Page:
Like many other living things, birds range in size. There are the world’s biggest birds like the ostrich and smallest ones like the hummingbird. But do you know that there are other small birds out there too? Most of these small birds belong to the order Passeriformes (or “perching birds” or “passerines”) whose distinct toe formation enables them to perch on the branches. Their diminutive size makes our feathered friends more adorable. Click our gallery to find the smallest birds on the planet.
The Tropical Parula is one of the smallest birds. Its approximate height is 11 centimeters in length and weight is about 3 grams! Also formerly called olive-back warbler, the Tropical Parula live chiefly in oak woodlands, where these birds build their nests.
The Verdin is a species of the Penduline tit, and measures 11 centimeter long. It has mostly gray feathers, with adults having a bright yellow head and a reddish-brown “shoulder patch.” Its bill is sharp and pointed, unlike other tits. The Verdin is second only to the American Bushtit as the smallest of the passerines on the American continent. They forage on insects as well as occasionally attempt to snag some small dried sugar water (or “nectar”) left on hummingbird feeders.
The Weebill gets its name from its small bill, thus the “wee bill.” It is the smallest bird in Australia, measuring about 8 to 9 centimeters long. It flies in small flocks and resides in the forest or any other wooded region although they love eucalyptus trees in particular.
Another passerine bird, the Willow tit has a preference for cold weather despite its diminutive size. Its maximum length reaches about 11.5 centimeters, weight reaches up to .38 ounces, and wingspan ranges from 60 to 70 millimeters. The Willow tit is almost similar to the Marsh tit, except the way these two birds chirp.
Also known as the Eastern Goldfinch, this bright yellow bird is native to North America and belongs to the Finch family. It measures 11 centimeters long, and weighs 11 grams. The American Goldfinch is one of the longest-living small birds, thanks to its all-plant diet. It molts its feathers twice a year, and is also migratory.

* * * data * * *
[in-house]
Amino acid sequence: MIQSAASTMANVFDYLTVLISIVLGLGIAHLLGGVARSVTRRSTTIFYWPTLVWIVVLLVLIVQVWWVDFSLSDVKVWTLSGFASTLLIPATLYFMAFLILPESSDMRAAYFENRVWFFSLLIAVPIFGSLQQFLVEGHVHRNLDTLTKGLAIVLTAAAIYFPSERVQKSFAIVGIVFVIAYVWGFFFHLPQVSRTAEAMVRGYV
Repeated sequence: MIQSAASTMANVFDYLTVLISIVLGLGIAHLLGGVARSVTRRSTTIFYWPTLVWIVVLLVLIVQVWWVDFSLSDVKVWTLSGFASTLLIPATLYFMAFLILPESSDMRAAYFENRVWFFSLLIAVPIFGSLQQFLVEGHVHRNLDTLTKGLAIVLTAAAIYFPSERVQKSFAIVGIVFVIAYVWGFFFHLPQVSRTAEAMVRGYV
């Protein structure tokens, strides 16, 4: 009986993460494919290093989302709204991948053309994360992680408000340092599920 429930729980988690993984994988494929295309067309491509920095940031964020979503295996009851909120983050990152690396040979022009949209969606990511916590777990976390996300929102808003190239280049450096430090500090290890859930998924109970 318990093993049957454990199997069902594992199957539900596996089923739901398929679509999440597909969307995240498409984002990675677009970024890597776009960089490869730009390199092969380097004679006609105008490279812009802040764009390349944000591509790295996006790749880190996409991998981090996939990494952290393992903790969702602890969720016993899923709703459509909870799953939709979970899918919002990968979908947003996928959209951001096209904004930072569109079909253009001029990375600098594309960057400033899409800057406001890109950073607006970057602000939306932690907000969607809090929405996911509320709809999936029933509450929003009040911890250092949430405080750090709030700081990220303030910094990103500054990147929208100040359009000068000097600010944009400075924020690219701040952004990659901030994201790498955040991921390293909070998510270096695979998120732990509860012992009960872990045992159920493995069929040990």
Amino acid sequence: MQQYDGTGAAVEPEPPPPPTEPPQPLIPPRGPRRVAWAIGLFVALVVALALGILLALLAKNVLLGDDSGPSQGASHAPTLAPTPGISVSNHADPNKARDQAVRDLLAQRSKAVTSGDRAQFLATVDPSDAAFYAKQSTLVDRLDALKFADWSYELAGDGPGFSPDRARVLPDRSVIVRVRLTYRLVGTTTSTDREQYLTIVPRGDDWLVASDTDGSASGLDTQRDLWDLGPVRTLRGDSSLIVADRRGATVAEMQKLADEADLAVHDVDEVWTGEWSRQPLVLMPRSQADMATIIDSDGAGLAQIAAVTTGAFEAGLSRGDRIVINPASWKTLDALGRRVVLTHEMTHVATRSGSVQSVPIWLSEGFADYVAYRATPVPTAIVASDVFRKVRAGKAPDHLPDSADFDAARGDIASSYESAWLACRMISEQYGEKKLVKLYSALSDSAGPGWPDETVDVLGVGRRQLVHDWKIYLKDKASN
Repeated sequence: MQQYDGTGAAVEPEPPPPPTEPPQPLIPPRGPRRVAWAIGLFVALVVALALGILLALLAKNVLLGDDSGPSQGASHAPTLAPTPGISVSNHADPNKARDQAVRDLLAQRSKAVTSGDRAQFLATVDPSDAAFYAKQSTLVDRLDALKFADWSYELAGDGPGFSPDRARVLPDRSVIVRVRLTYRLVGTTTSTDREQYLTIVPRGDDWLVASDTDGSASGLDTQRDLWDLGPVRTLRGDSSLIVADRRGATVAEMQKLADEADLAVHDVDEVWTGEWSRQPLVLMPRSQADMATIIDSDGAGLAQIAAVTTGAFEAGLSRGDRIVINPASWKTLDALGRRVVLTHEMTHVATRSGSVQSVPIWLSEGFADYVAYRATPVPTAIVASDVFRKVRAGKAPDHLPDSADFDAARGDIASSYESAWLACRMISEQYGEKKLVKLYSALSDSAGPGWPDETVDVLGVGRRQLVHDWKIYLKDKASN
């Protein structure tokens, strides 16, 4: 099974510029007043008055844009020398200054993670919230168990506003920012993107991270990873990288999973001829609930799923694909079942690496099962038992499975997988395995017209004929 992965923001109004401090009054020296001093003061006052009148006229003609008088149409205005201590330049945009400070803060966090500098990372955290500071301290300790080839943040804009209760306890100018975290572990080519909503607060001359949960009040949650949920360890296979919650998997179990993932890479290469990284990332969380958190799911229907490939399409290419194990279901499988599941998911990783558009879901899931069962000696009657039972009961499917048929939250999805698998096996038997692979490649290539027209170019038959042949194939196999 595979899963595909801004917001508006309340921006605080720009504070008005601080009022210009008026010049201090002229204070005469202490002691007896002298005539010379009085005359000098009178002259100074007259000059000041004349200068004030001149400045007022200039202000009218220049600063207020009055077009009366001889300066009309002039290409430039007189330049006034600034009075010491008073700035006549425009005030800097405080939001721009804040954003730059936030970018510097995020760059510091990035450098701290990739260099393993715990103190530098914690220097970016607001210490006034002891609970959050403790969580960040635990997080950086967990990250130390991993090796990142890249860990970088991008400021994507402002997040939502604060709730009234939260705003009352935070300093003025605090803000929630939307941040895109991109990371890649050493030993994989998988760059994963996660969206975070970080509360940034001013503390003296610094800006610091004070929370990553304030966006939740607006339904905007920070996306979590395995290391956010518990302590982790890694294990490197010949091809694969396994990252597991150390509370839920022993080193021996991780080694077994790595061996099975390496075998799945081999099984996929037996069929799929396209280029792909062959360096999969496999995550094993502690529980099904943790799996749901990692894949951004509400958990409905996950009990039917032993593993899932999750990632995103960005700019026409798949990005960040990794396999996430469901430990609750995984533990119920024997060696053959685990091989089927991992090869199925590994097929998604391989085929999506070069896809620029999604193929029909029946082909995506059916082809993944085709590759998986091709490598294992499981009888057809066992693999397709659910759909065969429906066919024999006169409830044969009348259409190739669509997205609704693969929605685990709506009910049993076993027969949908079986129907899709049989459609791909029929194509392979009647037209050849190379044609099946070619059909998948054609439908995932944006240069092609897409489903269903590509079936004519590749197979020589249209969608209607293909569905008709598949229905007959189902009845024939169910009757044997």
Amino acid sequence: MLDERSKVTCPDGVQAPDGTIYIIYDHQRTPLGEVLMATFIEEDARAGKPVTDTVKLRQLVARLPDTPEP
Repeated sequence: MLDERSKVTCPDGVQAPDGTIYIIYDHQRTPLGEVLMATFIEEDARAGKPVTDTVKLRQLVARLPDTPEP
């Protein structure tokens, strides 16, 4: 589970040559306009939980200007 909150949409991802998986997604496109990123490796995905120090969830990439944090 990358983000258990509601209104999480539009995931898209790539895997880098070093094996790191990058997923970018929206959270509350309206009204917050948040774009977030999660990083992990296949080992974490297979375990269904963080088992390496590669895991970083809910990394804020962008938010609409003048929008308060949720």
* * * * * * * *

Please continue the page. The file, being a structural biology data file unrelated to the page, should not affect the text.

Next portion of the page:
This bird feeds chiefly on nectar (and occasionally small insects and fruit juices), thanks to its long, slender bill that enables it to obtain nectar from the flowers. It can also dine on hummingbird feeders. It sometimes makes its way into houses and would “steal” sugar, therefore earning its other name “sugar bird.” It measures 10 to 13 centimeters and weighs up to 19 grams.
It is also known as Zunzuncito and Helena Hummingbird. The Bee Hummingbird is the world’s smallest living bird, measuring 5 to 6 centimeters and weighing 1.6 to 2 grams. In other words, it is slightly bigger than a bee (hence the name), and less the weight of a penny. It is native to Cuba, although it can also be rarely seen in neighboring islands.
Another passerine bird, the Brown Gerygone (formerly known as the Brown Warbler) is native to the eastern Australian coasts as well as in some areas of Southeast Asia. It measures up to 11 centimeters long and weighs up to six grams. The name “Gerygone” means “born of song.”
Another species of hummingbird, the Costa’s Hummingbird is also one of the world’s smallest birds, measuring only 7.6 to 8.9 centimeters long and weigh less than 4 grams. Native to the southwestern region in North America, this bird thrives well in the deserts. The male has brilliant purple plumage on its head, while the female is more drab-looking.
This little bird is also native to Australia. The name is derived from the male’s bright red plumage across much of his body and head, brown wings, and a white throat. Like many other birds, the males are usually more brightly colored than the females. The bird’s length is 10 to 12 centimeters, and weight is 10 to 11 grams.
The Lesser Goldfinch is a small songbird found in the New World, and belongs to the Finch family like its relative the American Goldfinch. It length is 10 to 11 centimeters, weight is about 9.5 grams, and its wingspan is approximately 21-25 centimeters.
This gorgeous small bird is another passerine belonging to the Finch family. Both male and female have brown and blue plumage, but only the male has a red patch on his cheek, which makes him look like he has a permanent blush (Mother Nature’s make-up, ostensibly to attract females). It measures only 12.5 to 13 centimeters long, and weighs less than an ounce.
This small passerine is another Australian small bird. Among the other birds on this list, the spotted pardalote has the most striking plumage with awesome colors and patterns, hence the name. Like most Aussie birds, its favorite hangout is the eucalyptus trees. It measures 7.8 to 9.9 inches long. Although numbers have been declining due to urbanization, these birds are not yet considered endangered at this time.
The Goldcrest has an interesting scientific name, Regulus regulus, which roughly means “petty king.” It’s due to the fact that they have bright yellow or golden “crowns” on their heads, especially among adult birds. It’s no coincidence that the species belongs to a certain family of birds called Kinglet. The Goldcrest is the smallest European bird, measuring 8.5 to 9.5 centimeters long and weighing 4.7 to 7 grams.